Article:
Ripple Encourages Finance Firms to Offer Crypto Trading
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Ripple Encourages Finance Firms to Offer Crypto Trading

The cross-border payments firm is offering clients a turnkey network of market makers, exchanges, and OTC desks to make it easy to offer crypto exchange services.

Ripple Encourages Finance Firms to Offer Crypto Trading

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International payments firm Ripple has announced a new product designed to give financial institutions an easy way to offer cryptocurrency trading to customers.
Ripple Liquidity Hub is a turnkey backend solution that will provide enterprise clients "a groundbreaking new way for enterprises to easily and efficiently source digital assets from the broader crypto market," Ripple said in a Nov. 10 blog post.

This means using smart order routing to give clients access to a network of market makers, exchanges, and over-the-counter (OTC) trading desks that can provide digital assets at the best possible prices, the firm said.

The technology is an offshoot of its two-year-old On-Demand Liquidity product that lets financial institutions bypass the long and expensive legacy system of making cross-border payments by buying, transferring, and immediately selling the XRP cryptocurrency.

Ripple Liquidity Hub will be available in 2022, according to RippleNet General Manager Asheesh Birla. He said:

"It makes perfect sense that as they prepare for a crypto-first world, our customers would want access to the same trusted one-stop shop for buying, selling and holding crypto assets that has powered our own extensive work with financial institutions."

While its cross-border payments network, RippleNet, uses the XRP cryptocurrency so closely associated with the fintech firm that the token is often called "Ripple," the service will not be limited to one token.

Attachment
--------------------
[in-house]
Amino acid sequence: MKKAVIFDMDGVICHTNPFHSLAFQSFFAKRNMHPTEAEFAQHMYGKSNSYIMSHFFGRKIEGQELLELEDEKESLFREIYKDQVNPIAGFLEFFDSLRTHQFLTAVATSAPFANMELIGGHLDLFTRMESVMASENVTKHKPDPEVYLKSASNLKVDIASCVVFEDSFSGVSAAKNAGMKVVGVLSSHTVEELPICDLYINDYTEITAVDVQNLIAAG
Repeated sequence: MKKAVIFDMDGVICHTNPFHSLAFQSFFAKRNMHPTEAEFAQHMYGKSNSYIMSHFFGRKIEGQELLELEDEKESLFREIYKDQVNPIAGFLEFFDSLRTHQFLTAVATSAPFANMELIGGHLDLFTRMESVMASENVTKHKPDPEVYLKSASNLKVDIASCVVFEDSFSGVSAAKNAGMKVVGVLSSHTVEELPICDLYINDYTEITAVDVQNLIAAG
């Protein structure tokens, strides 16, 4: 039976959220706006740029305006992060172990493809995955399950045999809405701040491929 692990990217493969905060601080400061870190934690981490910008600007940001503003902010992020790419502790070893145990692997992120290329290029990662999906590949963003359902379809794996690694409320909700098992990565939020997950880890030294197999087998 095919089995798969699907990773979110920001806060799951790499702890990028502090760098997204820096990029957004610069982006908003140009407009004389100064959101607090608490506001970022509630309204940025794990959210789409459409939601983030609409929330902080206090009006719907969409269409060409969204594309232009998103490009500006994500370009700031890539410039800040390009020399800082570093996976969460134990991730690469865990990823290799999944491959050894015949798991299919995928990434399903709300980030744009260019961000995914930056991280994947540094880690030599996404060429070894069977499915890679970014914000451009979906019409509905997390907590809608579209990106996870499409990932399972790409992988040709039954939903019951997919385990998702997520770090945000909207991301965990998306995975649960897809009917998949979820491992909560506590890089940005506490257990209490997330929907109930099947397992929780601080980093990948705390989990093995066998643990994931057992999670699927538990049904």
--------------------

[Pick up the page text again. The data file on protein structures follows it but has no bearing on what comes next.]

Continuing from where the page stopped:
Along with XRP, Ripple Liquidity Hub will support Bitcoin, Ether, Litecoin, Ethereum Classic and Bitcoin Cash — with more digital assets added in the future.

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In the Crosshairs

Ripple is currently battling the U.S. Securities and Exchange Commission, which has sued the company and two of its top executives for $1.3 billion over what the agency says were illegal sales of an unregistered security — XRP — over the course of a decade.
If it goes to court, Ripple will be the first company in the crypto space to fight the SEC over the agency's belief that virtually every cryptocurrency should be classified as a security. A number of ICO issuers have made multimillion-dollar settlements with the SEC and a few — most notably messaging service Telegram for its TON blockchain — imploded when trying to fight back.
The SEC recently won the backing of the U.S. Treasury Department and other agencies over its claim to have wide authority to regulate stablecoins.
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